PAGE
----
WASHINGTON — With an increasingly expanding attack surface – exacerbated by droves of employees now working remotely – officials at the Defense Information Systems Agency say the organization’s new cloud-based browsing tool boasts stronger security for the Department of Defense networks.
The Cloud Based Internet Isolation (CBII) program, which hosts internet browsing in an isolated cloud environment, transfers the traffic away from the user’s desktop or laptop device.
It is an especially important tool with personnel working remotely, safeguarding against potentially malicious code being downloaded to endpoints and infecting the broader network, officials said. Moreover, it works even if employees forget to connect to the virtual private network “to get to the DoD-specific stuff and they just go to Google or something and click around, they’re still protected,” Angela Landress, chief of Defensive Cyber Operations at DISA, told C4ISRNET.
Landress explained that when browsing the internet, visiting a single website can mean communicating with an average of 31 other websites, which often include advertisers. CBII hosts that connection in a separate cloud environment, meaning there’s only one line of code when looking at the source code of the website because its routed it to secure isolated vendor space.
Over the summer, DISA awarded an other transaction agreement with a ceiling of $198.9 million to By Light Professional IT Services. The program initially began with 100,000 users and is now up to 105,000 users. It is in the incremental enterprise adoption phase with plans to expand it to more users across the DoD.
Landress also outlined other measures DISA has taken to secure networks. These include increased identity management, multifactor authentication, refocusing of analysts to defend against cloud and internet threats and partnering with other federal agencies to defend against threats that aren’t part of DoD but can influence the workforce.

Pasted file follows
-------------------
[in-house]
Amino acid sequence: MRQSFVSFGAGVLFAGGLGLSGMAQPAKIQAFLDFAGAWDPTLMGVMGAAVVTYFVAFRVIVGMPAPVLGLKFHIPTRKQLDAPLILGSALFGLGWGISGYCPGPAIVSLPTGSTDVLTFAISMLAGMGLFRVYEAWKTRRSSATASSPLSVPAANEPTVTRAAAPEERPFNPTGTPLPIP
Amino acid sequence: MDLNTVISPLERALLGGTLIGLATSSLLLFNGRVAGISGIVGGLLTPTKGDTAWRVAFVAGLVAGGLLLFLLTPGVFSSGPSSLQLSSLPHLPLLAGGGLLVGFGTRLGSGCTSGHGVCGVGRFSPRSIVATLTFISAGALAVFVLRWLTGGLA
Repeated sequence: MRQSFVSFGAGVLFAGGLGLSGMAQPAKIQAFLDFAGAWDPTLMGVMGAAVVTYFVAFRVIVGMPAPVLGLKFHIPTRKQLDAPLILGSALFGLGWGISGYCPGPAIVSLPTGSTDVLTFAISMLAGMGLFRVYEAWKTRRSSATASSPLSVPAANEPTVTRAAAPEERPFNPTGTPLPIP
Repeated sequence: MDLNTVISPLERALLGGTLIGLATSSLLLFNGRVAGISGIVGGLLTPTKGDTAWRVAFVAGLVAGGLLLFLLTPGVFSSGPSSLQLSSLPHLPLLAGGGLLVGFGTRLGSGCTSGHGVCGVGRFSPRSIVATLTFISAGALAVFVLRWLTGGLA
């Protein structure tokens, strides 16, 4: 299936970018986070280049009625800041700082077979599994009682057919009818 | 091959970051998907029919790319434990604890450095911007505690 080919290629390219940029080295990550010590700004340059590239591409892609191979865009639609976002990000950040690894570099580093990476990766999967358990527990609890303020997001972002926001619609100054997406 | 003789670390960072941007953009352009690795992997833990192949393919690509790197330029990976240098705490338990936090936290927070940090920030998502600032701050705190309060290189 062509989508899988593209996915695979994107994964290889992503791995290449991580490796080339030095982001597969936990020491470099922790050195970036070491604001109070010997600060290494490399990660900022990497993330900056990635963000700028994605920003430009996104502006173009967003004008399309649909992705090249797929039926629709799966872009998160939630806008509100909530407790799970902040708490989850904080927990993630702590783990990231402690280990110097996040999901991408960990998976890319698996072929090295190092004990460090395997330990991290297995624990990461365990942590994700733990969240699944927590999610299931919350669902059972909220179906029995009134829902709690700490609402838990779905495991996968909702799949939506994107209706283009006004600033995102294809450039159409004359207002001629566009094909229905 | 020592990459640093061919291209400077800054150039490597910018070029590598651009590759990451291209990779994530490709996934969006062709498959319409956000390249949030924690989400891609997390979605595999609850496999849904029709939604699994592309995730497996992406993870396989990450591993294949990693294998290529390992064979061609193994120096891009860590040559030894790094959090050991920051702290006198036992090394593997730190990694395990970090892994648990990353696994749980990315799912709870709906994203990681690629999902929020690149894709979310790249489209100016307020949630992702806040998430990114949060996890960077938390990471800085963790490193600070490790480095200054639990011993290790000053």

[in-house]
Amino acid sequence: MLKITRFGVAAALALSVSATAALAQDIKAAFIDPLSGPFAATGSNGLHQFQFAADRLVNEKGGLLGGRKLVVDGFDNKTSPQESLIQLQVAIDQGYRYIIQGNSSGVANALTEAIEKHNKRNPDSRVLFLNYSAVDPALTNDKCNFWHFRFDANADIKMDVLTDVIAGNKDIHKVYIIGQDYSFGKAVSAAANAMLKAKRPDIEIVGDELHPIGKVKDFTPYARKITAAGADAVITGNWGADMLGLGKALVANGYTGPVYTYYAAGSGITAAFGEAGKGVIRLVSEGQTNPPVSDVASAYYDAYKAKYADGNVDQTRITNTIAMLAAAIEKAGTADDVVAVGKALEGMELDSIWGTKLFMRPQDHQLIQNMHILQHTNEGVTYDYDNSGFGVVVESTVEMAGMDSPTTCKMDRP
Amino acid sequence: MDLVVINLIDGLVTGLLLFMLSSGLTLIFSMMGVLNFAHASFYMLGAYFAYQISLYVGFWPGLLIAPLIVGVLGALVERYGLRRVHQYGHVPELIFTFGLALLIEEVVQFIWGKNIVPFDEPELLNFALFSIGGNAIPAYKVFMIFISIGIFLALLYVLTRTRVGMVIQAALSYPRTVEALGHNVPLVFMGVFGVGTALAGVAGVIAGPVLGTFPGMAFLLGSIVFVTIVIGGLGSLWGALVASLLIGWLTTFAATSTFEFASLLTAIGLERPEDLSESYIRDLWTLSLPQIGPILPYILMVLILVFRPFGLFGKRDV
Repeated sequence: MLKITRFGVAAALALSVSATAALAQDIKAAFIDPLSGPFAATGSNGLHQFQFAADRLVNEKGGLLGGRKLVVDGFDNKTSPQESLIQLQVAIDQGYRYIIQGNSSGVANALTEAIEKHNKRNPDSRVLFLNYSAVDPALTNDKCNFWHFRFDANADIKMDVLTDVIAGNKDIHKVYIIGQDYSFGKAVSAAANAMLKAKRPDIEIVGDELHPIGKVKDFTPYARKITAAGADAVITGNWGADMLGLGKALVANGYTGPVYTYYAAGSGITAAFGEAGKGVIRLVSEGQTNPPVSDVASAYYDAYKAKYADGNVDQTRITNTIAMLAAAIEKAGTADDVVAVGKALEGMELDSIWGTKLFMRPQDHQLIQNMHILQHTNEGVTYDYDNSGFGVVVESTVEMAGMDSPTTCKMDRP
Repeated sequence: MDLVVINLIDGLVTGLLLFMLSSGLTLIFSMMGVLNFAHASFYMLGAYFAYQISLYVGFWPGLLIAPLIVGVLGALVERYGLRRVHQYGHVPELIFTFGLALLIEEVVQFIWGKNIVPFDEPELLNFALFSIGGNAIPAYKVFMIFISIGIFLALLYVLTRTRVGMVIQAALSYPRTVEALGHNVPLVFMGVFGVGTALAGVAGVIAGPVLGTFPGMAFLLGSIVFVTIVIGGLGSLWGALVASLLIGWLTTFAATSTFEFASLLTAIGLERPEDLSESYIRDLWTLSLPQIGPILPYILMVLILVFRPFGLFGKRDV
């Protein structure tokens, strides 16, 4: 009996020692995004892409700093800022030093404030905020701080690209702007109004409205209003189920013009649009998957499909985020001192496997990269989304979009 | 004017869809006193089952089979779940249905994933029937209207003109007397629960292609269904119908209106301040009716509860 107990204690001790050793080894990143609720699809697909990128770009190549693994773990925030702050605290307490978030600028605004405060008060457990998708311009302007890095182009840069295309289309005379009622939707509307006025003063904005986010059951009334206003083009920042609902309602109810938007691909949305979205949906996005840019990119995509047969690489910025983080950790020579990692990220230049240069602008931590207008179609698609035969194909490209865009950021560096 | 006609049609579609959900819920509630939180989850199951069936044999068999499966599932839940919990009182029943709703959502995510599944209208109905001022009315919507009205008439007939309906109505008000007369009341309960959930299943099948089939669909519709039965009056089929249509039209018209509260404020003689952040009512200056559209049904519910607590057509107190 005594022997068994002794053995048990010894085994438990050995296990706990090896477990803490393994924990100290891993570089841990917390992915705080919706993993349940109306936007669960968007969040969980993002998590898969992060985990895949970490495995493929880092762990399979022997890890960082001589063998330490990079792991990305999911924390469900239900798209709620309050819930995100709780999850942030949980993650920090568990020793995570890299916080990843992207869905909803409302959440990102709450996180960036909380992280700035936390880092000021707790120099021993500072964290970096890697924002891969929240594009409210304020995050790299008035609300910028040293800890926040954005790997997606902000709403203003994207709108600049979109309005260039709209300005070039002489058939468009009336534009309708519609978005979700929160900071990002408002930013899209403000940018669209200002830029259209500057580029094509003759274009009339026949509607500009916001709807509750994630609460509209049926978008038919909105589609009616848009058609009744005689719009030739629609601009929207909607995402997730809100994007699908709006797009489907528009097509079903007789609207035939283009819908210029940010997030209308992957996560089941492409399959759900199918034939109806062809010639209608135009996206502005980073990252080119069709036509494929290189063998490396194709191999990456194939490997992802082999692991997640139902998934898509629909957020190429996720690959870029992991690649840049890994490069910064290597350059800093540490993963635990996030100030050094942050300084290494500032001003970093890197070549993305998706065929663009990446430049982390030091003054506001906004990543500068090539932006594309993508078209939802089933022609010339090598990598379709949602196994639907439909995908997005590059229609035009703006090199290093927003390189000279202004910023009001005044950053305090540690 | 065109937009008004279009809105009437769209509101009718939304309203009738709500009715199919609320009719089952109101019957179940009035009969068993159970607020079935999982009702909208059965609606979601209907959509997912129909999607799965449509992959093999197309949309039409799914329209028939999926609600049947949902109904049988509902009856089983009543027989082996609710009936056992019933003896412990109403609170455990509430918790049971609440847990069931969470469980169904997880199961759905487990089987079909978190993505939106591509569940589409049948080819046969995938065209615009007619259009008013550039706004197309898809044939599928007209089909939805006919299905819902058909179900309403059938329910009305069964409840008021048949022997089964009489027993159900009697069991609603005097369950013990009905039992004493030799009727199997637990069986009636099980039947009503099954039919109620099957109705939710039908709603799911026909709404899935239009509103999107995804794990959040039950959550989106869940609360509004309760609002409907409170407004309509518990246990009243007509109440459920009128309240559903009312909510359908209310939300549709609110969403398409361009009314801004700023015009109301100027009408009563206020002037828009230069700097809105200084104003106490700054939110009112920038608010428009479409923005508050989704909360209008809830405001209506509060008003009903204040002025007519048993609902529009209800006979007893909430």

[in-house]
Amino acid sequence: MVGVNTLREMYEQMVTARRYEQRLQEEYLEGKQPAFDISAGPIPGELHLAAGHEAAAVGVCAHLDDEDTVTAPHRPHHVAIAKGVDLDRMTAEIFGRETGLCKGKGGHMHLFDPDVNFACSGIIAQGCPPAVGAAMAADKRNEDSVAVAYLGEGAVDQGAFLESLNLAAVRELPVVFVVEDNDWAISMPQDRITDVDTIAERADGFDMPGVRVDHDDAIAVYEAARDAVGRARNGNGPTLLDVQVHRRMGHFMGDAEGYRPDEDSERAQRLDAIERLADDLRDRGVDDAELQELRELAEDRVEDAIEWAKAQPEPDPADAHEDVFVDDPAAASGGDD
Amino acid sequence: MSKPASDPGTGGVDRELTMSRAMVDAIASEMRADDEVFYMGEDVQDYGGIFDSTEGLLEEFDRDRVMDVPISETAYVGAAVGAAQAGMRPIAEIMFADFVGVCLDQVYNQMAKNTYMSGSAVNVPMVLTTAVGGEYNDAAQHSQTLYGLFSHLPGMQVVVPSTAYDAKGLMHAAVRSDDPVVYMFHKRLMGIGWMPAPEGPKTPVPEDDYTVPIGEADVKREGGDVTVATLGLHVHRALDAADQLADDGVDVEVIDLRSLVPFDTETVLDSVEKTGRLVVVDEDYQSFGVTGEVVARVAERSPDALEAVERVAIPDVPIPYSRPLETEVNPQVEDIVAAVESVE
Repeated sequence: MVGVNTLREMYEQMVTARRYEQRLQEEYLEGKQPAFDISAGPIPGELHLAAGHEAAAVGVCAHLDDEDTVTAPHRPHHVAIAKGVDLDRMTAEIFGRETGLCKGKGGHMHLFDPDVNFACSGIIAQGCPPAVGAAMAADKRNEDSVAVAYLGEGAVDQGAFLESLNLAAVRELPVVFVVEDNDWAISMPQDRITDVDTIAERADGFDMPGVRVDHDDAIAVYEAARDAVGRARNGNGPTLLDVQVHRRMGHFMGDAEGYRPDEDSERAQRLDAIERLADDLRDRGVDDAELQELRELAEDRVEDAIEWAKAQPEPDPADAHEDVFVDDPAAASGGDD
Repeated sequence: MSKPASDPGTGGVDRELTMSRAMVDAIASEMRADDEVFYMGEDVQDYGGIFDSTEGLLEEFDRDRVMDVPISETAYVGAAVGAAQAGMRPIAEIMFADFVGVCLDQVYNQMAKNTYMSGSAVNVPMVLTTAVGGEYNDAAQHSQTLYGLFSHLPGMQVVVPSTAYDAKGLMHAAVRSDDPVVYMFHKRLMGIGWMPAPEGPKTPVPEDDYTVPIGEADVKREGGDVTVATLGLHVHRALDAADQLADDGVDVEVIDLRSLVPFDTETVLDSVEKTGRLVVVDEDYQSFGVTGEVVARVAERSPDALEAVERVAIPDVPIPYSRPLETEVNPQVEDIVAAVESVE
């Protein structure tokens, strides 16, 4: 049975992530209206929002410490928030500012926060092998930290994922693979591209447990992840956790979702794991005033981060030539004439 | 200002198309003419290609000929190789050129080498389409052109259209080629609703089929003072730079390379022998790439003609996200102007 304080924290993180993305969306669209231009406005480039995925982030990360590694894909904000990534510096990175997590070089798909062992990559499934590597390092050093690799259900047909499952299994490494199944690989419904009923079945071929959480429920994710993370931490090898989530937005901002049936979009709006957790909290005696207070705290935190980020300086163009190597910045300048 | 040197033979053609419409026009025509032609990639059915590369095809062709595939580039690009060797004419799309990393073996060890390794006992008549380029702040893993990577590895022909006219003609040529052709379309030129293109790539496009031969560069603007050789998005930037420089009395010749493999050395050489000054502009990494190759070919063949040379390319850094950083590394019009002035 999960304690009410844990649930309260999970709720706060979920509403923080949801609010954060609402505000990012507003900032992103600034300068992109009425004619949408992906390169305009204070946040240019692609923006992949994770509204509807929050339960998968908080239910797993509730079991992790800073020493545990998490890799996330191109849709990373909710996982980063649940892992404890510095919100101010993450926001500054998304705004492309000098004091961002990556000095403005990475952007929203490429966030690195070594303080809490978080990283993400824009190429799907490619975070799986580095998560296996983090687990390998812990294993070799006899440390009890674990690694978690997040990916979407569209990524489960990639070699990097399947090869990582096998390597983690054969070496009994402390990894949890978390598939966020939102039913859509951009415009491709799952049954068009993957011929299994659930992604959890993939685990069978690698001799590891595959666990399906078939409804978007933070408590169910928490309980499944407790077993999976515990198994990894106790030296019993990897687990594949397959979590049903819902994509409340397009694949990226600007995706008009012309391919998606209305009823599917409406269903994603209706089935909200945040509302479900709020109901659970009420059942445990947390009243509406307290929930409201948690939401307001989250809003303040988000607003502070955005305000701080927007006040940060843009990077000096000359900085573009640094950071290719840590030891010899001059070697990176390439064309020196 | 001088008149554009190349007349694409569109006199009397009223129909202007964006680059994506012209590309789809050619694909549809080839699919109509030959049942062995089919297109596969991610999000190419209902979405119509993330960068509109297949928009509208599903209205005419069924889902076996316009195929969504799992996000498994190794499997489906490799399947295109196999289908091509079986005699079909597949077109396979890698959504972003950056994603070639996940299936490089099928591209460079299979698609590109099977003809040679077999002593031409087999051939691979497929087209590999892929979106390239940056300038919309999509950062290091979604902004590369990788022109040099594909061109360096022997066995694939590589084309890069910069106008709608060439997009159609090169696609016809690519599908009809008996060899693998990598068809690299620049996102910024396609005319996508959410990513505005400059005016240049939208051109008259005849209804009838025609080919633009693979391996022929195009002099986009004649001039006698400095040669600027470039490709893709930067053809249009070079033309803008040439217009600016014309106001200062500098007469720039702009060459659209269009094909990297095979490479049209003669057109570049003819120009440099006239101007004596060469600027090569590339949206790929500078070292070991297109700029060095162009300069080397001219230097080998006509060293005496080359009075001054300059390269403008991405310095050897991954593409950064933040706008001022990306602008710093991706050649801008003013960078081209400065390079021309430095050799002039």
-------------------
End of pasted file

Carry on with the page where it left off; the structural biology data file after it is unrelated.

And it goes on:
Landress declined to specify which federal agencies they’re collaborating with, but said DISA is working with those organizations and with internet access point owners to compare and contrast what has worked and what hasn’t.
Many of these efforts weren’t spurred on by the pandemic, Landress said, but they were accelerated as a result.
While she also declined to discuss threats to the network and how increased telework may present unique threats, Landress did mention the intangible effect of the human element.
“When you’re in a government facility around your co-workers you’re held to a standard and your security strategy is always reinforced.
"When you take almost 100 percent of that population and put them in their homes distracted by their families and TV and trying to be on conference calls with phones and cameras and all kinds of things nearby, the threat landscape changes because you’re introducing a lot more of that human element in,” she said. “When you’re in a government facility around your co-workers you’re held to a standard and your security strategy is always reinforced.”
She added that there isn’t any direct evidence these distractions have created a threat or lack of vigilance, but that teleworkers are opens to some distractions that don’t exist in the workplace.
Mark Pomerleau is a reporter for C4ISRNET, covering information warfare and cyberspace.